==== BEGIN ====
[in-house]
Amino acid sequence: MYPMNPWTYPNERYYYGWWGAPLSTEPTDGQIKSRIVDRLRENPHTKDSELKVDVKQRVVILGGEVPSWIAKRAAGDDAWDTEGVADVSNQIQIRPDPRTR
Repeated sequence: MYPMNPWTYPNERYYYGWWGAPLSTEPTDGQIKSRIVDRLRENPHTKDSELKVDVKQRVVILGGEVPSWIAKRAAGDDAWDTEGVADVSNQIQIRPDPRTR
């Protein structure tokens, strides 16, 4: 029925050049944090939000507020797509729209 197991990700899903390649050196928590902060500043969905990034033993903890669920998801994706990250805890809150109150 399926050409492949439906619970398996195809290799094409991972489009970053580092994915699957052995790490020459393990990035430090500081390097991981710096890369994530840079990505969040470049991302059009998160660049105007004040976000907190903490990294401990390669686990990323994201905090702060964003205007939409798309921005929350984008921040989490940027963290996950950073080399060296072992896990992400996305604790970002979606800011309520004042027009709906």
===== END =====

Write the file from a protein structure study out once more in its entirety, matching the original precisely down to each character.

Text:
[in-house]
Amino acid sequence: MYPMNPWTYPNERYYYGWWGAPLSTEPTDGQIKSRIVDRLRENPHTKDSELKVDVKQRVVILGGEVPSWIAKRAAGDDAWDTEGVADVSNQIQIRPDPRTR
Repeated sequence: MYPMNPWTYPNERYYYGWWGAPLSTEPTDGQIKSRIVDRLRENPHTKDSELKVDVKQRVVILGGEVPSWIAKRAAGDDAWDTEGVADVSNQIQIRPDPRTR
């Protein structure tokens, strides 16, 4: 029925050049944090939000507020797509729209 197991990700899903390649050196928590902060500043969905990034033993903890669920998801994706990250805890809150109150 399926050409492949439906619970398996195809290799094409991972489009970053580092994915699957052995790490020459393990990035430090500081390097991981710096890369994530840079990505969040470049991302059009998160660049105007004040976000907190903490990294401990390669686990990323994201905090702060964003205007939409798309921005929350984008921040989490940027963290996950950073080399060296072992896990992400996305604790970002979606800011309520004042027009709906």